a tender blue rejoicing in the green.                        Trans., Bernhard Frank

From ‘New Poems’, written summer 1906. Less overly romantic perhaps than previous poems. Rodin had told him to focus on the world, but I don’t agree with some critics claim for Rilke’s new direction as ‘factual precision’.[7]

Hydrangea petals

Our flowers are red, an alkaline soil and the leaves burn off in summer, it it is not very happy but hangs in for the cooler moths. It was a present and grows in the Asian garden among other gifts, the maples, or self seeded plants like the slender Water Gum behind.

The opening to his First Elegy of the Duino is one of his most famous lines, Who, if I cried out, would hear me among the angelic orders? (Wer, wenn ich schriee, hörte mich denn aus der Engel Ordnungen?), (Trans., Edward Snow). My angelic orders are the beautiful raucous corellas that have appeared here in the last few years. They couldn’t hear a siren above the racket they make.


No need for blue or red. Our oriental Osmanthus was given to us by neighbours who didn’t want it. It has hardly grown in ten years, but flowers almost continually, when you walk down the stairs into the garden the scent energises you. In Chinese mythology Osmanthus fragrans flowers (gui hua) grow on the moon. They are a traditional symbol of Love and Romance.

Light yellow, with a soft body, only leaves fragrant smell behind.
Light yellow, with a delicate figure, that only leaves fragrance behind;
No need for bright greens and reds, the osmanthus is a flower destined to shine.
Li Qingzhao, Song Dynasty poet. Her life was extraordinary



Dear John B, This will bring a smile to your face. Love, Georgie

Date: 18/4/20 16:29  Hi Georgie

We took a walk down to the creek this morning and were shrieking with joy when we saw this little man up in the tree. We saw him about half way down the dirt road on the right hand side. I have attached some photos. It’s the first koala I have seen around here for a very long time.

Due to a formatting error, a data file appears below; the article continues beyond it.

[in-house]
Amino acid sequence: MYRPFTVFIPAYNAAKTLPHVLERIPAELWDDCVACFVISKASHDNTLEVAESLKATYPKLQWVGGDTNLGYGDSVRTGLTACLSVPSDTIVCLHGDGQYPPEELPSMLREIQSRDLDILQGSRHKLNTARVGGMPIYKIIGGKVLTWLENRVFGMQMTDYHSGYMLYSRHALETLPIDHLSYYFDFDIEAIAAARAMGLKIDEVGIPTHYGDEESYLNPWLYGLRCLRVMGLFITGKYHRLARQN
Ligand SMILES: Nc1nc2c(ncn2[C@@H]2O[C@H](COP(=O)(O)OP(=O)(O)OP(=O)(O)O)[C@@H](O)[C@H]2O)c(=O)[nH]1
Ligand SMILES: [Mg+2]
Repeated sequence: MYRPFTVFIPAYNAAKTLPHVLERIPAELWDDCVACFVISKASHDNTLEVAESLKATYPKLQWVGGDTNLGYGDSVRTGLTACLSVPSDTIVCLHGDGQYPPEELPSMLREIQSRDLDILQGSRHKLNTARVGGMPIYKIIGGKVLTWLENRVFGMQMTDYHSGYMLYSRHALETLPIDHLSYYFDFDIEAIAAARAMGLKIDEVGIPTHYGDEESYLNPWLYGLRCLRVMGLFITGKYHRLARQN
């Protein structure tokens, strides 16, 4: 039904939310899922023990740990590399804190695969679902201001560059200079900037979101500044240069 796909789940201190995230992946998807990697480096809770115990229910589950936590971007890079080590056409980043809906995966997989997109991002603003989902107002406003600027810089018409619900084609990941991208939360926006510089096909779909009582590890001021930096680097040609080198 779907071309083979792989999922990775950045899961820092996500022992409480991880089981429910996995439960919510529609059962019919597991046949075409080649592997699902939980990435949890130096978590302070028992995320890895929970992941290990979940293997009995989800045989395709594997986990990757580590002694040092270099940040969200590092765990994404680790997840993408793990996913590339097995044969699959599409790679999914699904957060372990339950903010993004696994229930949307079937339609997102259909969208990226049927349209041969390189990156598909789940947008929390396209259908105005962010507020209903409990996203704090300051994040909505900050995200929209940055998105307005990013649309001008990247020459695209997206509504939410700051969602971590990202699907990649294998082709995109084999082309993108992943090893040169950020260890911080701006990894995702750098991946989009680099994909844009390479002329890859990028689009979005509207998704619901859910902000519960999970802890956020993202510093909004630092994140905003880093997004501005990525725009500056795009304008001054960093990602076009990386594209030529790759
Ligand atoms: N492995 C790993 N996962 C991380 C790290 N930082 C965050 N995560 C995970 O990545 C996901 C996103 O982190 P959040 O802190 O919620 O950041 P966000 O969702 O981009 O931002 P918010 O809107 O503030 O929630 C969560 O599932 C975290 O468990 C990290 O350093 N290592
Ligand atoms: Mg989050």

[2] Walter Benjamin, Dream Kitsch, 1925.

[3] He argued that a movie audience being bombarded by information has no time to think about or make sense of what they are experiencing, and this satisfie4s the workers’ need for entertainment and distraction to escape the humdrum tedium of everyday life. Siegfried Kracauer Theory of Film: The Redemption of Physical Reality, (1926) OUP, 1960.

[4] Margaret Morse, ‘An Ontology of Everyday Distraction: The Freeway, the Mall, and Television’, in Patricia Mellencamp, ed. Logics of Television: Essays in Cultural Criticism, Bloomington: Indiana UP, 1990, p193.

[5] Walter Benjamin, ‘The Work of Art in the Age of Mechanical Reproduction,’ (1936) in Illuminations, Trans., Harry Zohn, Shocken Books, 1969, p 217-251.

[6] I agree with Rilke, ‘Read as little as possible of literary criticism — such things are either partisan opinions, which have become petrified and meaningless, hardened and empty of life, or else they are just clever word games, in which one view wins today and tomorrow the opposite view.’ Rainer Maria Rilke, Letter 3 to Franz Xaver Kappus, April 23, 1903, Letters to a Young Poet, D. H. Norton, Trans. Norton, 1993.

[7] Michael Winkler, ‘Dinggedicht’, The New Princeton Encyclopaedia of Poetry and Poetics, eds., Alex Preminger & T.V.F. Brogan, Princeton University Press, 1993.